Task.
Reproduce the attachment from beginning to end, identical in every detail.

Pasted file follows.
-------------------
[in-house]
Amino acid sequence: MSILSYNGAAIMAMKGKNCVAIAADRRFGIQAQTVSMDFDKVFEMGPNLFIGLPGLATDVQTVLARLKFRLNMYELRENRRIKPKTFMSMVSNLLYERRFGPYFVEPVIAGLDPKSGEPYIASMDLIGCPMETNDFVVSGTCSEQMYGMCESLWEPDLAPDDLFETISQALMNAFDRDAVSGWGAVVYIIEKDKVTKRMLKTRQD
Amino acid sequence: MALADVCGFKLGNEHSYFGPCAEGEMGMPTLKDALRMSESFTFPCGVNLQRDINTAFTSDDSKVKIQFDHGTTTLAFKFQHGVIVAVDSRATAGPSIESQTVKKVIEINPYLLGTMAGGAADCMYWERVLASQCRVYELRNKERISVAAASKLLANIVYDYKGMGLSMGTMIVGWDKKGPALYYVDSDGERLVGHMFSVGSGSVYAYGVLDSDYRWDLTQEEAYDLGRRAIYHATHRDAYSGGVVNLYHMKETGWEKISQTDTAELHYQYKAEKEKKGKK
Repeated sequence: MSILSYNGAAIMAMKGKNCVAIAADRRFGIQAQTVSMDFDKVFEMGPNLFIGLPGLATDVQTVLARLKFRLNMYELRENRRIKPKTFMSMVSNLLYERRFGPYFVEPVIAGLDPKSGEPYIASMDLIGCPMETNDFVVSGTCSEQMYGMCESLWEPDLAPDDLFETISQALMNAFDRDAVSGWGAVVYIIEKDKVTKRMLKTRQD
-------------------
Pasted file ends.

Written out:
[in-house]
Amino acid sequence: MSILSYNGAAIMAMKGKNCVAIAADRRFGIQAQTVSMDFDKVFEMGPNLFIGLPGLATDVQTVLARLKFRLNMYELRENRRIKPKTFMSMVSNLLYERRFGPYFVEPVIAGLDPKSGEPYIASMDLIGCPMETNDFVVSGTCSEQMYGMCESLWEPDLAPDDLFETISQALMNAFDRDAVSGWGAVVYIIEKDKVTKRMLKTRQD
Amino acid sequence: MALADVCGFKLGNEHSYFGPCAEGEMGMPTLKDALRMSESFTFPCGVNLQRDINTAFTSDDSKVKIQFDHGTTTLAFKFQHGVIVAVDSRATAGPSIESQTVKKVIEINPYLLGTMAGGAADCMYWERVLASQCRVYELRNKERISVAAASKLLANIVYDYKGMGLSMGTMIVGWDKKGPALYYVDSDGERLVGHMFSVGSGSVYAYGVLDSDYRWDLTQEEAYDLGRRAIYHATHRDAYSGGVVNLYHMKETGWEKISQTDTAELHYQYKAEKEKKGKK
Repeated sequence: MSILSYNGAAIMAMKGKNCVAIAADRRFGIQAQTVSMDFDKVFEMGPNLFIGLPGLATDVQTVLARLKFRLNMYELRENRRIKPKTFMSMVSNLLYERRFGPYFVEPVIAGLDPKSGEPYIASMDLIGCPMETNDFVVSGTCSEQMYGMCESLWEPDLAPDDLFETISQALMNAFDRDAVSGWGAVVYIIEKDKVTKRMLKTRQD